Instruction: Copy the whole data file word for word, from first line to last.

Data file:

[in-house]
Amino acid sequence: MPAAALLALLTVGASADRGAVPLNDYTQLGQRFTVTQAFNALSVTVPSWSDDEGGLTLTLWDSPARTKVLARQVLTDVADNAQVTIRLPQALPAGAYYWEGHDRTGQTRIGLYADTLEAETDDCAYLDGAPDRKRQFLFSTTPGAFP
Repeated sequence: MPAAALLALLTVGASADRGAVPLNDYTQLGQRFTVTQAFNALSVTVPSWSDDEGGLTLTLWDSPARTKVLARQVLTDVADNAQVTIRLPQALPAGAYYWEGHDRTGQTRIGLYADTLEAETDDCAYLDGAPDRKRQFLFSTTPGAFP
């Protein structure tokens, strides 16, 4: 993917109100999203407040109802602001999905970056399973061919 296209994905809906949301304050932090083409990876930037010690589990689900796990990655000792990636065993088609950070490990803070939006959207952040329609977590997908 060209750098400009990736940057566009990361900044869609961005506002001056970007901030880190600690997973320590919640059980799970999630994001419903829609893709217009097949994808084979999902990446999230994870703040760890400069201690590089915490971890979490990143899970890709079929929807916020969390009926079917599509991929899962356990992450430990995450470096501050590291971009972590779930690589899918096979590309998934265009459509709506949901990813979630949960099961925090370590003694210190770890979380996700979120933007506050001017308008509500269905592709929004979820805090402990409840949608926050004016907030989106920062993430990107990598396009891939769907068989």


[in-house]
Amino acid sequence: MPAAALLALLTVGASADRGAVPLNDYTQLGQRFTVTQAFNALSVTVPSWSDDEGGLTLTLWDSPARTKVLARQVLTDVADNAQVTIRLPQALPAGAYYWEGHDRTGQTRIGLYADTLEAETDDCAYLDGAPDRKRQFLFSTTPGAFP
Repeated sequence: MPAAALLALLTVGASADRGAVPLNDYTQLGQRFTVTQAFNALSVTVPSWSDDEGGLTLTLWDSPARTKVLARQVLTDVADNAQVTIRLPQALPAGAYYWEGHDRTGQTRIGLYADTLEAETDDCAYLDGAPDRKRQFLFSTTPGAFP
């Protein structure tokens, strides 16, 4: 993917109100999203407040109802602001999905970056399973061919 296209994905809906949301304050932090083409990876930037010690589990689900796990990655000792990636065993088609950070490990803070939006959207952040329609977590997908 060209750098400009990736940057566009990361900044869609961005506002001056970007901030880190600690997973320590919640059980799970999630994001419903829609893709217009097949994808084979999902990446999230994870703040760890400069201690590089915490971890979490990143899970890709079929929807916020969390009926079917599509991929899962356990992450430990995450470096501050590291971009972590779930690589899918096979590309998934265009459509709506949901990813979630949960099961925090370590003694210190770890979380996700979120933007506050001017308008509500269905592709929004979820805090402990409840949608926050004016907030989106920062993430990107990598396009891939769907068989």